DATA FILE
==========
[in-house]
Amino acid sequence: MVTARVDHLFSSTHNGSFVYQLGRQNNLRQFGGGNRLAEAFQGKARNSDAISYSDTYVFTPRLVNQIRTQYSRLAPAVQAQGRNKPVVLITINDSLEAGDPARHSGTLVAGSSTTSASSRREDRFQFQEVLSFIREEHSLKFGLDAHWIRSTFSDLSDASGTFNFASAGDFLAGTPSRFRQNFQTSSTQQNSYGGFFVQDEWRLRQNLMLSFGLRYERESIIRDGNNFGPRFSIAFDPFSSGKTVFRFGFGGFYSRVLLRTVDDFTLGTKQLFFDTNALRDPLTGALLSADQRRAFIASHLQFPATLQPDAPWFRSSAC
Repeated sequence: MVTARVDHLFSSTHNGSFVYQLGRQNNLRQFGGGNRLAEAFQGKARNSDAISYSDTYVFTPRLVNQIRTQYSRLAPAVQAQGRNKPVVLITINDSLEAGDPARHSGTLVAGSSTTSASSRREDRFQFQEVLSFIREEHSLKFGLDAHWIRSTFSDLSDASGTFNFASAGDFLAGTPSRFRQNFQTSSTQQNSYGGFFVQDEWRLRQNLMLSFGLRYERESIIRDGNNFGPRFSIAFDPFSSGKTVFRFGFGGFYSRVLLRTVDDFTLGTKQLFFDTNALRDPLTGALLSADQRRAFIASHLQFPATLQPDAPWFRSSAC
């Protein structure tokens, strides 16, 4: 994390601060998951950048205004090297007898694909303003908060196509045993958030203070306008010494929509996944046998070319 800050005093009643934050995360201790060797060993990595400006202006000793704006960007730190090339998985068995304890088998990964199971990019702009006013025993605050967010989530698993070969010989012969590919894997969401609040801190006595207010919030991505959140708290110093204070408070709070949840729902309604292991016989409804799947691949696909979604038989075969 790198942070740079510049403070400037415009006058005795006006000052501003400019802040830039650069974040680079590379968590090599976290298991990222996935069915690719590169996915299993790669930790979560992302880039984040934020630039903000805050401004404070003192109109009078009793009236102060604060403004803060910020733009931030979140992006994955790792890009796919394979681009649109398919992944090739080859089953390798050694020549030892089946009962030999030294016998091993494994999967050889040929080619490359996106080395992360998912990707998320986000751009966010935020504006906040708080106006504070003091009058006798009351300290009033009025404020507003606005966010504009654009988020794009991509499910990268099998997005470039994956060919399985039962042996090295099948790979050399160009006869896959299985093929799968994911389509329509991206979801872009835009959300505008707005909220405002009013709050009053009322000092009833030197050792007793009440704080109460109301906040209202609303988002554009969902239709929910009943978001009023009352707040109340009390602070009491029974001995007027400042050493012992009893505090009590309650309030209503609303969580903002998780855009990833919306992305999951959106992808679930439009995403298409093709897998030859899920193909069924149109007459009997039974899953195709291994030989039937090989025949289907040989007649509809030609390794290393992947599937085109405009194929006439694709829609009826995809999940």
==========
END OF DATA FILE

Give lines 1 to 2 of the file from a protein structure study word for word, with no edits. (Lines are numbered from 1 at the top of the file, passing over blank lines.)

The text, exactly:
[in-house]
Amino acid sequence: MVTARVDHLFSSTHNGSFVYQLGRQNNLRQFGGGNRLAEAFQGKARNSDAISYSDTYVFTPRLVNQIRTQYSRLAPAVQAQGRNKPVVLITINDSLEAGDPARHSGTLVAGSSTTSASSRREDRFQFQEVLSFIREEHSLKFGLDAHWIRSTFSDLSDASGTFNFASAGDFLAGTPSRFRQNFQTSSTQQNSYGGFFVQDEWRLRQNLMLSFGLRYERESIIRDGNNFGPRFSIAFDPFSSGKTVFRFGFGGFYSRVLLRTVDDFTLGTKQLFFDTNALRDPLTGALLSADQRRAFIASHLQFPATLQPDAPWFRSSAC